The days when people in warring countries were the only victims of battle are long gone. At present, each country is interdependent to carry out its daily activities. Therefore, the ongoing war between Russia and Ukraine has inevitably affected the global supply chain in such a scenario. Ukraine is known as the wheat bowl of the world, and the two countries together supply almost a quarter of the world’s wheat supply. The wheat crop in Russia and Ukraine would mature in September and August; however, prices rose from ₹20,000 to ₹25,000 per ton due to the war.
Opportunities ahead of India
However, even if geopolitical tensions in any region of the world are a matter of concern, India is likely to benefit from the economic specter of war. After supply chains from Russia and Ukraine were disrupted, the world turned to India, the second-largest wheat exporter, to fill the gap and maintain supplies. Thus, India has a huge opportunity to increase its wheat production and exports and reap maximum economic benefits. India produces about 107.59 million tons of wheat annually, a significant portion of which is for domestic consumption.
Industry executives say India can quickly meet short-term wheat supply challenges this year due to its surplus in store. Although India has traditionally not been an active exporter of wheat, it has massively increased its non-basmati rice and wheat exports over the past two years.
On the global front, India’s statement that it was closely monitoring the situation in Ukraine and its call for maintaining a balance between the United States and Russia and demanding a peaceful resolution is the way which India is balancing on the thin line of balance between the two superpowers. However, no diplomatic stance can counter the fact that India will inadvertently bear the brunt of the tense situation. According to the Dun & Bradstreet report, “Businesses around the world continue to grapple with pandemic-driven inflation as well as commodity price increases driven by supply chain disruptions.”
A diplomatic tightrope at the UNSC
Even though Ukraine and Russia have urged India to take a clear stance on the global front, Delhi’s first statement to the United Nations Security Council (UNSC) did not name any country. Still, he said he was calling for peace in the international community. Indian representatives refrained from criticizing Russia on the global forum. Before the UNSC voted on the draft resolution condemning the Russian invasion of Ukrainian territory, Delhi faced calls from the US, Russia and Ukraine to ‘do the right thing’ .
Global crude oil prices are already at a 13-year high as European and Russian authorities consider banning Russian crude oil and tightening repeat sanctions against Moscow. The sanctions pose a significant risk to other economies around the world, including India. Brent crude, a key component of India’s energy needs, jumped to $139 a barrel, the highest rate since July 2008. The sharp rise in the price of oil hurt stock markets as senses slumped 1,500 points to hit a seven-month low. Moreover, it was the first time that the rupee almost crossed the 77 mark by closing at 76.97 rupees to the dollar. Currently, the Rupee is the worst performing Asian currency.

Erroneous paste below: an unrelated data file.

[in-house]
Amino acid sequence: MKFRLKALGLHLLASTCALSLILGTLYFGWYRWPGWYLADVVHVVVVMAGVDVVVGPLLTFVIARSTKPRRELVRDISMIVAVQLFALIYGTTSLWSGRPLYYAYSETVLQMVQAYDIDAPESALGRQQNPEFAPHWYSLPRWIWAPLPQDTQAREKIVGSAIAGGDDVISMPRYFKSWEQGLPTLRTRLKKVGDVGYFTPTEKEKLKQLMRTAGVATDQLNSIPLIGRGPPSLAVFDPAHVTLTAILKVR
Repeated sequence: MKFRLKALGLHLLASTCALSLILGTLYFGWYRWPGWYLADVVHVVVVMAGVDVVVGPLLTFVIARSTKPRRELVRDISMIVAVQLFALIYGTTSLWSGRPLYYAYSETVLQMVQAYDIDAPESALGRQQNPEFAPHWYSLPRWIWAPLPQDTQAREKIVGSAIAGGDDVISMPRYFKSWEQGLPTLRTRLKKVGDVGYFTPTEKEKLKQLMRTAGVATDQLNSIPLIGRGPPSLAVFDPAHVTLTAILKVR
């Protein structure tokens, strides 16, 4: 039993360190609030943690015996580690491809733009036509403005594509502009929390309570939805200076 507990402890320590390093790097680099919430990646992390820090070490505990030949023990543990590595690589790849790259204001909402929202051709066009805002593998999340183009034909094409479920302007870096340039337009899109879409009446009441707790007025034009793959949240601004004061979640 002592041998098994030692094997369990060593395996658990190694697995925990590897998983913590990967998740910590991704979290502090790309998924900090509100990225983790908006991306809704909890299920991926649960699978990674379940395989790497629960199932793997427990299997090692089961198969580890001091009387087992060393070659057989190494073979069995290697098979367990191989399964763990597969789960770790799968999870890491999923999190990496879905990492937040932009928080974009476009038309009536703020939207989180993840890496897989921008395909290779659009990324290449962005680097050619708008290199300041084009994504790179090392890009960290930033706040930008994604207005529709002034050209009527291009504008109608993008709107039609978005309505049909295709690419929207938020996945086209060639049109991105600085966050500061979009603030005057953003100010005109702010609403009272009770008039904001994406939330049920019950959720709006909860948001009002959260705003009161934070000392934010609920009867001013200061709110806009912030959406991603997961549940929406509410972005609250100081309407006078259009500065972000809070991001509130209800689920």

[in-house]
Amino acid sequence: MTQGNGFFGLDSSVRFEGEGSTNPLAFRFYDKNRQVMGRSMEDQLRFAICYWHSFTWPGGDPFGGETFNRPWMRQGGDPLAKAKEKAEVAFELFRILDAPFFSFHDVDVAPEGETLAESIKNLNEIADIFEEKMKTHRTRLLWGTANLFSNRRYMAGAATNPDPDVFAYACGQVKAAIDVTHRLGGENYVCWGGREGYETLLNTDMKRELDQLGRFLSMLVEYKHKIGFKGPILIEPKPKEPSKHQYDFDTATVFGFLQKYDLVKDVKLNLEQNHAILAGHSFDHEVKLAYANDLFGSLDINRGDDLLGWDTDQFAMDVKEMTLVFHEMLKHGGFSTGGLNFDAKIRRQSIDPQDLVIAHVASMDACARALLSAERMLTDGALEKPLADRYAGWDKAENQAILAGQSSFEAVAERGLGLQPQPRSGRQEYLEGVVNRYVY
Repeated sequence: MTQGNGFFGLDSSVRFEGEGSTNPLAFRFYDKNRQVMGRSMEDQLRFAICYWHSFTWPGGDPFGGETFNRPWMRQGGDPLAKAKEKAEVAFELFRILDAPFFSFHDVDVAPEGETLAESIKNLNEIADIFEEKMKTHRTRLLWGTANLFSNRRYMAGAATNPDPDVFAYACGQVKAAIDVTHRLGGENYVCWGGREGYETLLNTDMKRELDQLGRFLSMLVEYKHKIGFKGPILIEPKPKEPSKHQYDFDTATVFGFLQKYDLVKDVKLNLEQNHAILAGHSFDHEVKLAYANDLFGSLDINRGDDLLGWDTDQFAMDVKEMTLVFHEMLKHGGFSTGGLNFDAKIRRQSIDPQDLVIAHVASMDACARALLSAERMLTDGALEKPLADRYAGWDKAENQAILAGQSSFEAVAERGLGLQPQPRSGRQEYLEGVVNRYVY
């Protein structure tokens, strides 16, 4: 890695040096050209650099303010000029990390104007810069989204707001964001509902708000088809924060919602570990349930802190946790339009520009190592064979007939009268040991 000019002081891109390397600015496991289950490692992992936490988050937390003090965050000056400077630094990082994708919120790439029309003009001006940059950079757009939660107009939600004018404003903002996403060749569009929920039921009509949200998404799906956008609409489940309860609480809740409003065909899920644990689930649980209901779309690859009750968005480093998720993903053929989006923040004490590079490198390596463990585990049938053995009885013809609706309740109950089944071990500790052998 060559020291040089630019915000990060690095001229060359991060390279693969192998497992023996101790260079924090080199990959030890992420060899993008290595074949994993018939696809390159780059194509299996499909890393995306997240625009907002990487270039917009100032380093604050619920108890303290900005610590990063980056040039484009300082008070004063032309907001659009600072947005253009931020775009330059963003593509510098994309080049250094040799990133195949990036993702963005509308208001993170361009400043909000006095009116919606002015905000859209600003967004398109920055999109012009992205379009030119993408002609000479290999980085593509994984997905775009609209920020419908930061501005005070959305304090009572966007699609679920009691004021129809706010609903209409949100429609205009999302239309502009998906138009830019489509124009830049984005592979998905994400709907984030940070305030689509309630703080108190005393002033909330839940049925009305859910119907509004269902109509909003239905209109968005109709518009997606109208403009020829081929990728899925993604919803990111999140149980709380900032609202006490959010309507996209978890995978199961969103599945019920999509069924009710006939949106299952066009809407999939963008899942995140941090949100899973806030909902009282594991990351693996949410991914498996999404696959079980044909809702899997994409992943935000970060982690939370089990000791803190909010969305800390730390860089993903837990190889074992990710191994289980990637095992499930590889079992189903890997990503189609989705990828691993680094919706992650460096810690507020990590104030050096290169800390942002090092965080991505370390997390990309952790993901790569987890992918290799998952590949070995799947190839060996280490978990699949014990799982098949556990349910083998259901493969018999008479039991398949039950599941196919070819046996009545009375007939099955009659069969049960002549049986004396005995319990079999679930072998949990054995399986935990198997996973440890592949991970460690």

Rising commodity prices across the globe are raising concerns about inflation and declining economic returns for countries. Inflation has already hit its highest level in 40 years, with investors predicting a lasting impact from lingering geopolitical tensions between the two countries. A similar economic situation last occurred in the 1970s, when the combination of weaker economic growth and higher inflation, or stagflation, weighed on stock market returns.
Lessons for India from the Russian-Ukrainian crisis
However, the Russian-Ukrainian conflict was a revelation for the rest of the world and for India. First and foremost, by now India must have understood that no one would come to India’s aid in case military tensions got out of hand with our eastern neighbor China. A similar case is good for India if Pakistan and our Western neighbor start acting, and the West is unlikely to go to war with China for India’s sake. While many international condemnations are expected, as is the case against Russia, no one would provide military support or go to war for the good of another country.
Along the same lines, even though Russia has been a close ally of India for decades, the growing closeness between Moscow and Beijing is public. Therefore, any possibility of Russia playing the active role of mediator between India and China is unlikely. Moreover, even though India has managed to adopt a neutral global stance so far, it may not be able to continue for long. The United States, Russia and China are among the most important powers, and even if India did not join a bloc, it would have to accept which country it was closest to.
After Prime Minister Modi came to power, his vision was of a self-sufficient India. In dynamic times, India would reap benefits if she strives to attain ‘Atmanirbharta’. Tomorrow’s Indian wars should be fought with Indian hardware only. The Russian-Ukrainian crisis has clearly shown the vulnerability of depending on another nation for military equipment.
In the recent budget, the Narendra Modi government has created a huge research and development field for domestic defense goods manufacturers by allocating 68% of the capital. The Ministry of Defense has already set up new mechanisms for promoting research and has been careful not to do so independently and not through the Defense Research and Development Organization (DRDO) .
Modern warfare is more technologically friendly. Therefore, massive investments to boost technology in the country would be one of the essential steps, rather than reinventing the old wheel.
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